Lest you think this carnival is turning into mostly a one-man-show, let me assure you that there is plenty more that came not from Jeremy’s keyboard! For instance, continuing with fishy business, here’s a post that makes this one something of a meta-carnival, a Fishy Friday roundup of fish in tanks! And if you ever found yourself agreeing with Bertie Wooster’s assessment that Jeeves’ superior intellect was a result of a diet rich in fish, you may be underestimating his (Jeeves’ not Wooster’s) neuroplasticity, the subject of a fascinating interview with Michael Merznenich at SharpBrains on the applications of neuroplasticity to keep all our minds sharp even as we age.
Then there is Mama Joules with two poisonous posts: first, a disturbing one about the dangers of lead poisoning in your home, and the still high childhood exposure rate even years after lead based paints were banned in the US. Followed by a lovely introduction to venom & vomit in Tarantulas! Gotta love them.
Given the brouhaha over the climate change negotiations in Copenhagen, I’m a bit surprised at the lack of submissions about anthropogenic global warming/climate change! Perhaps we are all over-saturated with COP15 coverage? Still, there is no shortage of controversy, genuine or manufactured, when it comes to climate change, as these two posts show: a kind of curiously provocative post that suggests nuclear energy may still become part of our green energy future – safely(?) (I have a more cynical take on the subject as I think we are addicted enough to energy in our technology-dependent societies that we are near a threshold where the marginal benefit of nuclear energy will outweigh the risks regardless of the environmental consequences. But that’s me being Grinchy again). Meanwhile, whatgreeninvestment.com challenges us to ignore the pseudo-controversy over climate-gate and consider the climate change problem in the framework of Pascal’s wager: act as if anthropogenic climate change is real because the risks of not believing it are too great! Interesting thought that – and one that James Randi might consider, having rather startlingly fallen prey to AGW denialism in a manner worrisome to his most loyal supporters.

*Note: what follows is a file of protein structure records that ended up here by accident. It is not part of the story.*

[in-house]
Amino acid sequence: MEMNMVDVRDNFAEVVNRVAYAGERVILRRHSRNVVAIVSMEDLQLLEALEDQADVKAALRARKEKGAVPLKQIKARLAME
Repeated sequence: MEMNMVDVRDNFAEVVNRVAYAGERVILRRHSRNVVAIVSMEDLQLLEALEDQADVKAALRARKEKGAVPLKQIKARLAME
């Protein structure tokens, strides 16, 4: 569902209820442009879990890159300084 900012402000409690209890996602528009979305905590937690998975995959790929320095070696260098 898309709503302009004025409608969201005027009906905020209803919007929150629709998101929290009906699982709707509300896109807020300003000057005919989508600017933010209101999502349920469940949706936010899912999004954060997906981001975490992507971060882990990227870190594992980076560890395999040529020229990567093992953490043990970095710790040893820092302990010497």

But, enough with the controversies and bad news. Let’s celebrate the season while we still can, while there still is enough biodiversity to stimulate, delight, and challenge us. For even as we worry about losing species, we continue to discover delightful new ones, like the world’s tiniest orchid that GrrlScientist (matriarch of this carnival) writes about. At the other end of the organismal size spectrum, Kevin Zelnio wonders why we don’t have even larger whales? What keeps the blue whales, for example, from evolving to even larger body sizes? Not the fluid dynamic challenges of using a volkswagen sized heart to pump blood, or the constraints of depending on the tiny krill for food – but a recent paper suggests it may be that their mouths would have to be too big (may already be too big, proportionally) to keep that humongous body fed! That’s why I love reading about evolutionary trade-offs and constraints, and allometry!